Art and Design KS3: Anna Maria Garthwaite and textile design
Historian Amanda Vickery presents the life and work of Anna Maria Garthwaite (1690-1763).
During the 18th Century, being an artist was seen as a man’s work.
Men were trained as apprentices with masters.
Women did not have the same opportunities.
Their creativity was limited to the home doing needlework and watercolours.
These were considered ‘crafts’ rather than ‘art’.
We are told the Industrial Revolution meant women’s artwork could be used when making manufactured goods.
Anna Maria Garthwaite had over 800 of her designs used on fine silks worn by the upper classes.
We see shots of her patterns, watercolours and finished textiles.
She turned her floral watercolours into technical templates that were used to produce patterned textiles on an industrial scale.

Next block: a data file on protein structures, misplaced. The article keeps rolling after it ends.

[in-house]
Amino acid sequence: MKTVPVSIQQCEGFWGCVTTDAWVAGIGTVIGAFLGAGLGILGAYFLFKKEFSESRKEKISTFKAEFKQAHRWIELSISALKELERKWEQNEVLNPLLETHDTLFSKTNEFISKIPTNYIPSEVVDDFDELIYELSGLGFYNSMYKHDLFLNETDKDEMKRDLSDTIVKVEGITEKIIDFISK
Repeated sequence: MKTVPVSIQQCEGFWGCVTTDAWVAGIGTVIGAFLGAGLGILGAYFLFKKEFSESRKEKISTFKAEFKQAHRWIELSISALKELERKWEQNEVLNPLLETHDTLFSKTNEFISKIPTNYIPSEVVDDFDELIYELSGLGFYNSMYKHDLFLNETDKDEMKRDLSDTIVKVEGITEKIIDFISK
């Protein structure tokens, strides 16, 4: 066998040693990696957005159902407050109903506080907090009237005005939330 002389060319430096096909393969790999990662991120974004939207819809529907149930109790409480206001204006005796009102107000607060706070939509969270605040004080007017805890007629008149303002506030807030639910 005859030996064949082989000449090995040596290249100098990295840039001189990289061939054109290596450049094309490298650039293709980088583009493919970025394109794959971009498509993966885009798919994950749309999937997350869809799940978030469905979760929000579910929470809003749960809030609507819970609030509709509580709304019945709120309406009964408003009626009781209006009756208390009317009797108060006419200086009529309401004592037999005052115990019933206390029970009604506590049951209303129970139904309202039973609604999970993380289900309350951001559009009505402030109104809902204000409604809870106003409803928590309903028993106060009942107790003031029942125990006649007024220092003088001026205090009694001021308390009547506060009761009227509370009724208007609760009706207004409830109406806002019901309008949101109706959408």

She became the most famous silk designer of her time, both in the UK and America.
Rich and important women wore her silks. Even though she was a success, her work was still seen as ‘craft’ and not as ‘art’.
This clip is from the series The Britain that Women Made.
This could be used in lessons on relevant key historical concepts such as change and continuity and causation, or relevant historical periods like the Industrial Revolution and the social, political and economic change of the 18th century.
Students could be encouraged to discuss how technology changed the way people worked.
How did technology help women do work that was thought just for men?
How did the Industrial Revolution change the status of women artists?
This clip is suitable for teaching Art and Design and History at Key Stage 3 and Third Level.